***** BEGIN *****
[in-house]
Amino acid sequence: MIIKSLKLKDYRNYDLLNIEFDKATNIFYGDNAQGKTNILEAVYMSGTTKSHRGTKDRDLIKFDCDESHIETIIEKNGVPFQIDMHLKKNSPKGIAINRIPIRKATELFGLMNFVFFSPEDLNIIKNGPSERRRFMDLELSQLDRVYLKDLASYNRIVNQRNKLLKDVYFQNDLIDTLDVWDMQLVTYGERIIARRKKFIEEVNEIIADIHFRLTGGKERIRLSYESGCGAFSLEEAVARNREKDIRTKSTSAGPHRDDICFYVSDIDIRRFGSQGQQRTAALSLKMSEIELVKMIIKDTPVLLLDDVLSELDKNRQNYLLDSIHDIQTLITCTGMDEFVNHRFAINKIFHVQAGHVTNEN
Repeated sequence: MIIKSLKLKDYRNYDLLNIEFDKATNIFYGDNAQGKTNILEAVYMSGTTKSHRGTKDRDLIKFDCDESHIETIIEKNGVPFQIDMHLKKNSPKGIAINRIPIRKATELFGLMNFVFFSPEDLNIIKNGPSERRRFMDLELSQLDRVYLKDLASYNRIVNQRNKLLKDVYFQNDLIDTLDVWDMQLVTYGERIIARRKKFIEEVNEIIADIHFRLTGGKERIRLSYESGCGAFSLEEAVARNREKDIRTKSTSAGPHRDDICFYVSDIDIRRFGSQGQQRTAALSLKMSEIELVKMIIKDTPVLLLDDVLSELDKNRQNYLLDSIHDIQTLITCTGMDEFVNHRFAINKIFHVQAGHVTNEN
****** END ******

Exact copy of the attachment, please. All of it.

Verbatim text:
[in-house]
Amino acid sequence: MIIKSLKLKDYRNYDLLNIEFDKATNIFYGDNAQGKTNILEAVYMSGTTKSHRGTKDRDLIKFDCDESHIETIIEKNGVPFQIDMHLKKNSPKGIAINRIPIRKATELFGLMNFVFFSPEDLNIIKNGPSERRRFMDLELSQLDRVYLKDLASYNRIVNQRNKLLKDVYFQNDLIDTLDVWDMQLVTYGERIIARRKKFIEEVNEIIADIHFRLTGGKERIRLSYESGCGAFSLEEAVARNREKDIRTKSTSAGPHRDDICFYVSDIDIRRFGSQGQQRTAALSLKMSEIELVKMIIKDTPVLLLDDVLSELDKNRQNYLLDSIHDIQTLITCTGMDEFVNHRFAINKIFHVQAGHVTNEN
Repeated sequence: MIIKSLKLKDYRNYDLLNIEFDKATNIFYGDNAQGKTNILEAVYMSGTTKSHRGTKDRDLIKFDCDESHIETIIEKNGVPFQIDMHLKKNSPKGIAINRIPIRKATELFGLMNFVFFSPEDLNIIKNGPSERRRFMDLELSQLDRVYLKDLASYNRIVNQRNKLLKDVYFQNDLIDTLDVWDMQLVTYGERIIARRKKFIEEVNEIIADIHFRLTGGKERIRLSYESGCGAFSLEEAVARNREKDIRTKSTSAGPHRDDICFYVSDIDIRRFGSQGQQRTAALSLKMSEIELVKMIIKDTPVLLLDDVLSELDKNRQNYLLDSIHDIQTLITCTGMDEFVNHRFAINKIFHVQAGHVTNEN